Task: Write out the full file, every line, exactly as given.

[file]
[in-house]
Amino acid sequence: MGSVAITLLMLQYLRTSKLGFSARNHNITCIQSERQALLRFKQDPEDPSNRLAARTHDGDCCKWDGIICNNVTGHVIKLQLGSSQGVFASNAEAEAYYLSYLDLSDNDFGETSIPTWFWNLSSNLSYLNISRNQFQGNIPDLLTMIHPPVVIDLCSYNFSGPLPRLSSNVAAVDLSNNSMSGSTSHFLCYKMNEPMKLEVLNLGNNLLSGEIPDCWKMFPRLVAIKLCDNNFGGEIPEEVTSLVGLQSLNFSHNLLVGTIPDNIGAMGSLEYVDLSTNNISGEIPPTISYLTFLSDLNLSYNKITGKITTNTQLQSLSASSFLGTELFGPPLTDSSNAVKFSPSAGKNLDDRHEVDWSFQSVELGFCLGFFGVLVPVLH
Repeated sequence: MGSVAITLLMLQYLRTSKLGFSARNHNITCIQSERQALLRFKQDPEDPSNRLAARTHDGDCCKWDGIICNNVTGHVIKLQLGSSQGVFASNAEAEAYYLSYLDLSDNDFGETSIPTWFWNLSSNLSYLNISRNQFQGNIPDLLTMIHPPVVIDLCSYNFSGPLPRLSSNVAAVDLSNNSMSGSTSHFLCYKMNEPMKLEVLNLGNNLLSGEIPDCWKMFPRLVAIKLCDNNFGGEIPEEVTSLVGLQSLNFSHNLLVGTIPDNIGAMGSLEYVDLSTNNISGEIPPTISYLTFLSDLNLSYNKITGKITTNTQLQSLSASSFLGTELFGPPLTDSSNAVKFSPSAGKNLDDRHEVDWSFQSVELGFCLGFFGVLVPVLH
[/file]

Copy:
[in-house]
Amino acid sequence: MGSVAITLLMLQYLRTSKLGFSARNHNITCIQSERQALLRFKQDPEDPSNRLAARTHDGDCCKWDGIICNNVTGHVIKLQLGSSQGVFASNAEAEAYYLSYLDLSDNDFGETSIPTWFWNLSSNLSYLNISRNQFQGNIPDLLTMIHPPVVIDLCSYNFSGPLPRLSSNVAAVDLSNNSMSGSTSHFLCYKMNEPMKLEVLNLGNNLLSGEIPDCWKMFPRLVAIKLCDNNFGGEIPEEVTSLVGLQSLNFSHNLLVGTIPDNIGAMGSLEYVDLSTNNISGEIPPTISYLTFLSDLNLSYNKITGKITTNTQLQSLSASSFLGTELFGPPLTDSSNAVKFSPSAGKNLDDRHEVDWSFQSVELGFCLGFFGVLVPVLH
Repeated sequence: MGSVAITLLMLQYLRTSKLGFSARNHNITCIQSERQALLRFKQDPEDPSNRLAARTHDGDCCKWDGIICNNVTGHVIKLQLGSSQGVFASNAEAEAYYLSYLDLSDNDFGETSIPTWFWNLSSNLSYLNISRNQFQGNIPDLLTMIHPPVVIDLCSYNFSGPLPRLSSNVAAVDLSNNSMSGSTSHFLCYKMNEPMKLEVLNLGNNLLSGEIPDCWKMFPRLVAIKLCDNNFGGEIPEEVTSLVGLQSLNFSHNLLVGTIPDNIGAMGSLEYVDLSTNNISGEIPPTISYLTFLSDLNLSYNKITGKITTNTQLQSLSASSFLGTELFGPPLTDSSNAVKFSPSAGKNLDDRHEVDWSFQSVELGFCLGFFGVLVPVLH